Hobbes' thesis that the natural state of man is chaos and war is the primary justification he provides for an all encompassing authority to be placed unalterably in the hands of the Sovereign, or Leviathan. What he neglects to address is the absolutely corrupting influence such power has on the all too human Kings, Queens, and legislative bodies which hold such power over their fellow creatures.
There is a saying that if men were were angels we would not need government, or if that angels administered man's government then we would not need to worry as to constraining them. But neither of these delusions can be ever be achieved by fallible man, no matter how much certain individuals may otherwise hope. You cannot legislate morality and you cannot make men charitable by forcing them to give. And much to the annoyance of Plato, no amount of education or cultural refinement can immunize man to the ever present threats of avarice, arrogance, and blind ambition. There must be checks on this power if men are to retain their hard-fought liberty and if the ultimate power of the government is to maintain its rightful abode with the People.
As we in America have learned, there is a concept of government much more attuned to the particulars of human nature than the false bravado of Leviathan. It is limited government, where every individual choose for himself what he thinks is best, to the degree that he does not infringe on the natural rights of his fellows. Freedom of oppression from the government is our nation's calling card, and it has empowered and enriched man to a degree never before imagined. It seems that man's natural state, when guaranteed certain inalienable rights, was far flung indeed from an interminable warfare on his neighbors.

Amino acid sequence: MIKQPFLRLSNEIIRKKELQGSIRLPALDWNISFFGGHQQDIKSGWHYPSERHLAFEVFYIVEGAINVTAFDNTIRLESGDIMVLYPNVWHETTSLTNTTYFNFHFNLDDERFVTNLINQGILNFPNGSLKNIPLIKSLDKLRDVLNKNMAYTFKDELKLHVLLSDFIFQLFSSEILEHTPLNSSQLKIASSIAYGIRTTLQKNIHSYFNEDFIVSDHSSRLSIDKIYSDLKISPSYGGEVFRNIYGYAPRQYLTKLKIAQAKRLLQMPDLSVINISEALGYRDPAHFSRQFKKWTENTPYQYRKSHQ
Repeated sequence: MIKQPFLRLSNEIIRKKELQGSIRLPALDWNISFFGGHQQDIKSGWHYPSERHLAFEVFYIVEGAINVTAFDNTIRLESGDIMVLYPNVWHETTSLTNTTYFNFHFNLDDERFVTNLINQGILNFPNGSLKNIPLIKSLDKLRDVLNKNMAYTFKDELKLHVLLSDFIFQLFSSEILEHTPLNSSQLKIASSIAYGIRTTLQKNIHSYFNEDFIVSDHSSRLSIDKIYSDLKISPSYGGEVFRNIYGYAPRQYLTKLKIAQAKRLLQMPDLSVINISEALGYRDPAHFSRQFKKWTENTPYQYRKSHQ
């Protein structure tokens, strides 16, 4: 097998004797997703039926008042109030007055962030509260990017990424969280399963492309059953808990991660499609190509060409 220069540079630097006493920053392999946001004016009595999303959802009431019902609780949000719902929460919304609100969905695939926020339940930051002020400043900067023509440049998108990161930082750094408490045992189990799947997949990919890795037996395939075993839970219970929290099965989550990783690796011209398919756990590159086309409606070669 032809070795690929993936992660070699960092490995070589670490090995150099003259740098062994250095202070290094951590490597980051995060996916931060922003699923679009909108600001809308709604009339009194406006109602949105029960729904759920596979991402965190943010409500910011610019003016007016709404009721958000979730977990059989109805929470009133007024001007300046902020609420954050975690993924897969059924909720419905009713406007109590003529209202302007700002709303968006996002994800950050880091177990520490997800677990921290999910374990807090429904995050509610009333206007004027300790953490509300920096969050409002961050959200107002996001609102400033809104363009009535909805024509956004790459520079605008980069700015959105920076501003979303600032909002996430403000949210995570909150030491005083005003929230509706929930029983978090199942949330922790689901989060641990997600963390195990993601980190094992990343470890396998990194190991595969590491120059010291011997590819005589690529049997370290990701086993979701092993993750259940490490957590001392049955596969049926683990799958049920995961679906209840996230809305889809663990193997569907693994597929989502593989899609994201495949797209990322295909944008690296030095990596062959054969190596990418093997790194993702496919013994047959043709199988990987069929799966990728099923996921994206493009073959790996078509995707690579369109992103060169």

So, Hobbes had a lot to learn but perhaps not the opportunity to do so. However, I did enjoy and learn much from him in his thorough and unbiased defense of his monarchical position using the Scriptures. He has an immense mastery of them, and cuts through some of the more confusing points of contention between the Anglican and Roman Catholic churches. He even goes so far as to address the varying degrees of heaven, the existence (or not) of an everlasting Hell, and Baptism for the Dead. It provided me with an excellent base from which to further understand the faith of the early American colonists and the churches they established in the lead-up to the American Revolution.
Still, this is one of the more difficult books on this subject I've yet to slog through and so be warned that you may want to start with some lighter tomes on this subject.
- Publisher: Wilder Publications (2007)
- ASIN: B01FRYIDBQ
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